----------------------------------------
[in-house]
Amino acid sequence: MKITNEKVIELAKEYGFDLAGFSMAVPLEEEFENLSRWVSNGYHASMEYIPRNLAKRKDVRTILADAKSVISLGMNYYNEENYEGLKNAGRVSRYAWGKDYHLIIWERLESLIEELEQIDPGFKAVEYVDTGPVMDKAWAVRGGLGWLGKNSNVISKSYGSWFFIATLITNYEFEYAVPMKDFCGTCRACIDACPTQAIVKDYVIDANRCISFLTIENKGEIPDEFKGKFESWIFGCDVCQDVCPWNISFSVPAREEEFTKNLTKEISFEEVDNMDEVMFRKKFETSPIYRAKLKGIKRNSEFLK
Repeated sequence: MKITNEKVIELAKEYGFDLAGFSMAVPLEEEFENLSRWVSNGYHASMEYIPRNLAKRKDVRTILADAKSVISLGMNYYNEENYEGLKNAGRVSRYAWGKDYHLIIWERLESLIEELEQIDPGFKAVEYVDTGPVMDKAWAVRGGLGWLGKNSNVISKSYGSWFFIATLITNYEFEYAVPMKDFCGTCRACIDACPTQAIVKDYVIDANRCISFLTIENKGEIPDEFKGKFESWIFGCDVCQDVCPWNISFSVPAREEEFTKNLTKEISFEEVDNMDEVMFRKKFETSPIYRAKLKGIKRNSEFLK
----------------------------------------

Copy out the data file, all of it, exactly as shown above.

[in-house]
Amino acid sequence: MKITNEKVIELAKEYGFDLAGFSMAVPLEEEFENLSRWVSNGYHASMEYIPRNLAKRKDVRTILADAKSVISLGMNYYNEENYEGLKNAGRVSRYAWGKDYHLIIWERLESLIEELEQIDPGFKAVEYVDTGPVMDKAWAVRGGLGWLGKNSNVISKSYGSWFFIATLITNYEFEYAVPMKDFCGTCRACIDACPTQAIVKDYVIDANRCISFLTIENKGEIPDEFKGKFESWIFGCDVCQDVCPWNISFSVPAREEEFTKNLTKEISFEEVDNMDEVMFRKKFETSPIYRAKLKGIKRNSEFLK
Repeated sequence: MKITNEKVIELAKEYGFDLAGFSMAVPLEEEFENLSRWVSNGYHASMEYIPRNLAKRKDVRTILADAKSVISLGMNYYNEENYEGLKNAGRVSRYAWGKDYHLIIWERLESLIEELEQIDPGFKAVEYVDTGPVMDKAWAVRGGLGWLGKNSNVISKSYGSWFFIATLITNYEFEYAVPMKDFCGTCRACIDACPTQAIVKDYVIDANRCISFLTIENKGEIPDEFKGKFESWIFGCDVCQDVCPWNISFSVPAREEEFTKNLTKEISFEEVDNMDEVMFRKKFETSPIYRAKLKGIKRNSEFLK